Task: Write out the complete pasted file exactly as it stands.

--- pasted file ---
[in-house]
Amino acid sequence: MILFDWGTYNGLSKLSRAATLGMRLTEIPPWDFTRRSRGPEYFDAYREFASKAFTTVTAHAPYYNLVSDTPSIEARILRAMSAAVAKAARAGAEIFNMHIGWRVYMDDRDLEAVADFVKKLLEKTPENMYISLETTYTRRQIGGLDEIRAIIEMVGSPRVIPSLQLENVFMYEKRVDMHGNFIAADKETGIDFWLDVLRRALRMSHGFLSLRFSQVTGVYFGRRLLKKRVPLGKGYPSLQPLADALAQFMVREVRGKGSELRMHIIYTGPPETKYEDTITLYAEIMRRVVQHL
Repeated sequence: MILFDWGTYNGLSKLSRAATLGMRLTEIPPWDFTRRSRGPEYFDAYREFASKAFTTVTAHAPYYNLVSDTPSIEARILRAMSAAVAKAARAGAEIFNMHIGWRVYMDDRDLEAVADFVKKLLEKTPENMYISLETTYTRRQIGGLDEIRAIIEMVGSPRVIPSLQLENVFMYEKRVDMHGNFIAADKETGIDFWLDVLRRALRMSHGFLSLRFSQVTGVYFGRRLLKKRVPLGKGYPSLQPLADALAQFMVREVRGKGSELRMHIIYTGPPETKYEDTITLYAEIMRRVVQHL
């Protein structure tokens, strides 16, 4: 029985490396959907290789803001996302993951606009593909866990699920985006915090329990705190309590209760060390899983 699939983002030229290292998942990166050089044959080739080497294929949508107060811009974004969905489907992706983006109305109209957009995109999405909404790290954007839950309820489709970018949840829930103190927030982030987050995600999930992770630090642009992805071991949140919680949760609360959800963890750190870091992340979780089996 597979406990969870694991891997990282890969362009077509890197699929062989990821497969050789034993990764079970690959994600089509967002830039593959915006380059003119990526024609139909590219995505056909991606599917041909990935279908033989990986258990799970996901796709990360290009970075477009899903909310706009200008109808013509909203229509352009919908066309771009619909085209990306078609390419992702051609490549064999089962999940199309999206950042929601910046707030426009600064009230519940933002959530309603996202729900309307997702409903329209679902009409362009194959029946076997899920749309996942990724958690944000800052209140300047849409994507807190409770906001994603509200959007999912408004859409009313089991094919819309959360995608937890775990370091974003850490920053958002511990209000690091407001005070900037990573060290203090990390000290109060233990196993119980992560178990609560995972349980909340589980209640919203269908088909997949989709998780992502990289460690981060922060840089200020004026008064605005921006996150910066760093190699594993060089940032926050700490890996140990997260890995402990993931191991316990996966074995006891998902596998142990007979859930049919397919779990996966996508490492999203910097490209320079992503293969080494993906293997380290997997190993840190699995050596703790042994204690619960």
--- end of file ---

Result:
[in-house]
Amino acid sequence: MILFDWGTYNGLSKLSRAATLGMRLTEIPPWDFTRRSRGPEYFDAYREFASKAFTTVTAHAPYYNLVSDTPSIEARILRAMSAAVAKAARAGAEIFNMHIGWRVYMDDRDLEAVADFVKKLLEKTPENMYISLETTYTRRQIGGLDEIRAIIEMVGSPRVIPSLQLENVFMYEKRVDMHGNFIAADKETGIDFWLDVLRRALRMSHGFLSLRFSQVTGVYFGRRLLKKRVPLGKGYPSLQPLADALAQFMVREVRGKGSELRMHIIYTGPPETKYEDTITLYAEIMRRVVQHL
Repeated sequence: MILFDWGTYNGLSKLSRAATLGMRLTEIPPWDFTRRSRGPEYFDAYREFASKAFTTVTAHAPYYNLVSDTPSIEARILRAMSAAVAKAARAGAEIFNMHIGWRVYMDDRDLEAVADFVKKLLEKTPENMYISLETTYTRRQIGGLDEIRAIIEMVGSPRVIPSLQLENVFMYEKRVDMHGNFIAADKETGIDFWLDVLRRALRMSHGFLSLRFSQVTGVYFGRRLLKKRVPLGKGYPSLQPLADALAQFMVREVRGKGSELRMHIIYTGPPETKYEDTITLYAEIMRRVVQHL
């Protein structure tokens, strides 16, 4: 029985490396959907290789803001996302993951606009593909866990699920985006915090329990705190309590209760060390899983 699939983002030229290292998942990166050089044959080739080497294929949508107060811009974004969905489907992706983006109305109209957009995109999405909404790290954007839950309820489709970018949840829930103190927030982030987050995600999930992770630090642009992805071991949140919680949760609360959800963890750190870091992340979780089996 597979406990969870694991891997990282890969362009077509890197699929062989990821497969050789034993990764079970690959994600089509967002830039593959915006380059003119990526024609139909590219995505056909991606599917041909990935279908033989990986258990799970996901796709990360290009970075477009899903909310706009200008109808013509909203229509352009919908066309771009619909085209990306078609390419992702051609490549064999089962999940199309999206950042929601910046707030426009600064009230519940933002959530309603996202729900309307997702409903329209679902009409362009194959029946076997899920749309996942990724958690944000800052209140300047849409994507807190409770906001994603509200959007999912408004859409009313089991094919819309959360995608937890775990370091974003850490920053958002511990209000690091407001005070900037990573060290203090990390000290109060233990196993119980992560178990609560995972349980909340589980209640919203269908088909997949989709998780992502990289460690981060922060840089200020004026008064605005921006996150910066760093190699594993060089940032926050700490890996140990997260890995402990993931191991316990996966074995006891998902596998142990007979859930049919397919779990996966996508490492999203910097490209320079992503293969080494993906293997380290997997190993840190699995050596703790042994204690619960």